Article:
Monthly Archives: October 2014

How Attackers View Your Web Site

This post is shamelessly taken from the Akamai blog.

The Boston Application Security Conference (BASC) was this past weekend, and Patrick Laverty from Akamai InfoSec’s CSIRT team gave a talk called “How Hackers View Your Web Site.”

Patrick recorded the talk and posted it on his YouTube channel. Like everything he does, it’s quite good. So I’m sharing it here.

Laverty described his talk this way:

“As defenders, we have to be right 100% of the time where an attacker only needs to be right once. The attack surface of a modern web site is incredibly large and we need to be aware of all of it. Additionally, individual attacks may not always be effective but sometimes using them together can gain the desired effect. In this talk, we’ll take a look at the whole attack surface for a typical web site and the various ways that an attacker will use to compromise a site.”

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Presenting at OWASP BASC 2014!

Today was a pretty great day, presenting for the OWASP Boston Application Security Conference held at Microsoft in Cambridge. My talk was “How Hackers Views Your Web Site” and I thought it was pretty well received. It had a great audience that seemed to enjoy it. I have a lot of fun with the topic as well.  It’s one that most people in infosec probably already are aware of all the pieces but when you see it all at once, it’s like “Hmm, yeah, there’s that too.”

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Vulnerability Assessment vs. Penetration Testing

I was asked by my colleague Bill Brenner to step in and film a whiteboard video for Akamai. The topic was pre-chosen for me, Vulnerability Assessment vs. Penetration Testing (pentesting). We filmed the video a couple weeks ago (those lights are hot!) and the whiteboard video should be out by January. But in the meantime, Bill suggested that my script would make a good blog post. So I said sure, put it up. Here is the blog post from my video script:

https://blogs.akamai.com/2014/10/akamai-university-vulnerability-management-vs-pen-testing.html

(If you’re wondering what are whiteboard videos, here are some examples: https://blogs.akamai.com/2013/11/akamai-security-videos-part-1.html)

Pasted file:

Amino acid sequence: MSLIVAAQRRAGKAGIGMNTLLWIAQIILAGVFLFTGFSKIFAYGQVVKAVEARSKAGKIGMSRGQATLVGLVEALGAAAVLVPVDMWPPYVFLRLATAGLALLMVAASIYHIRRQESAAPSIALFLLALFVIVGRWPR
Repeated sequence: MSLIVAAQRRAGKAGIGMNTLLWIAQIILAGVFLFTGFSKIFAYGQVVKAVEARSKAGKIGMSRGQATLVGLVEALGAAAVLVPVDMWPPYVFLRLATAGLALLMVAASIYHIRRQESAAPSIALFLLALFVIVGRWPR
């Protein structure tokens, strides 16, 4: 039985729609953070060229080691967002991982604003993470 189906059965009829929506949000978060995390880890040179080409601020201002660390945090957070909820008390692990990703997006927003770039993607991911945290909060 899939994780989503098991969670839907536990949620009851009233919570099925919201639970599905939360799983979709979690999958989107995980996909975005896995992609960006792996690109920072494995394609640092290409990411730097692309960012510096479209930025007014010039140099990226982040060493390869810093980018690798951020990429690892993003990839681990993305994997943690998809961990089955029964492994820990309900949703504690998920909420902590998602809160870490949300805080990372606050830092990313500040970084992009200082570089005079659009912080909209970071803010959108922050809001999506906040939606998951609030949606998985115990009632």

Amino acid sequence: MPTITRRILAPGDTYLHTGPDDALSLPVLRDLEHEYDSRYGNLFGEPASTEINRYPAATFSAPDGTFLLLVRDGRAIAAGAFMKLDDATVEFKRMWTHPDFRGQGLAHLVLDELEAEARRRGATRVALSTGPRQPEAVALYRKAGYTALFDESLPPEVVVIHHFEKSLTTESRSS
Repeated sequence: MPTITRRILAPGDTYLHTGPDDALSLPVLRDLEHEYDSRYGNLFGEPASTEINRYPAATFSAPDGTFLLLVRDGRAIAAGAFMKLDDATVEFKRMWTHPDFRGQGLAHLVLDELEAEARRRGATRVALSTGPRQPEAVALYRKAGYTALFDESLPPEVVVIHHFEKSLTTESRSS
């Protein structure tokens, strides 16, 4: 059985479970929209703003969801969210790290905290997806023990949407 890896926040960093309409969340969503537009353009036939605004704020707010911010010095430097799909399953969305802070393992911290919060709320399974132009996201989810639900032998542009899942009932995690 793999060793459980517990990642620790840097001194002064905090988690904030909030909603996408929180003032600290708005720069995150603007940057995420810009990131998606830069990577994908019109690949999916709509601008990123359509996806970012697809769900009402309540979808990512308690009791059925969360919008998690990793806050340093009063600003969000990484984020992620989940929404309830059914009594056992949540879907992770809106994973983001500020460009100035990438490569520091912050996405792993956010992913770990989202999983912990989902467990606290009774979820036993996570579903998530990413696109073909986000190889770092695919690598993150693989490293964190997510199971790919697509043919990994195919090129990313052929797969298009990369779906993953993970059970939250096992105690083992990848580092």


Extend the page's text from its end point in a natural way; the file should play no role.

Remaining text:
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You Spin Me Right Round, Like a Record Baby…

Here’s a fun one I got to play with the other day. It’s not so much a vulnerability but some bad coding that could have presented itself to look like a denial of service attack. It triggered rate controls on the WAF, which will often get my attention. Then I looked and saw it was mostly coming from a single IP address. Right there, you can almost immediately rule out DDoS, because the first D is for “distributed”. A single IP isn’t very well “distributed”.

Looking into the IP address, I noticed that it was coming from a media outlet in Latin America. I haven’t seen too many news orgs that want to DoS a site. Plus, all the requests were all going to the same file on a customer’s site, and it was pretty innocuous. It was just a story that was relevant to the news org.

Next, I looked a little more into the file that was being called. I put the URL into a browser and I got a white screen. Nothing. But looking a little more closely, I could see that the page just kept reloading. A “View ->Source” of the page showed nothing. Blankness. Nothing was loading, even though the page was reloading endlessly. What was causing that?

Let’s take a piece out of the transaction. Remove the browser. I opened up terminal and did a curl of the URL and got a response. Included in the response, in the header was:

<head><meta http-equiv="refresh" content="0;url=/removed/index.html"> </head>

Well, there we go. For some reason, someone put a meta refresh on the page, to refresh every 0 seconds, which is basically constantly and forever. This was just a mistake by a developer, as sites will often put in a refresh, either in the meta tag or in the javascript, to force reloading, which the skeptical side of me says is to increase advertising views. If you’re going to sit on a page for a while, the server is going to reload that page and reload the ads, possibly showing new ones, or just getting a new impression of the old ones. Except setting the refresh to 0 means the page never loads completely.

So why did the media site link to this page if it never loads? I suspect the link was old and the refresh changed after the page had been linked. Then everyone who clicked on the link on the media site, to this reloading site, probably left it running for at least a few seconds or possibly just left it running in a browser tab and waited. You get enough of these at the same time and it can look like a DoS. But as we can see, if it looks like a DoS, smells like a DoS and quacks like a Dos, it might still not be a DoS.

Fun stuff.

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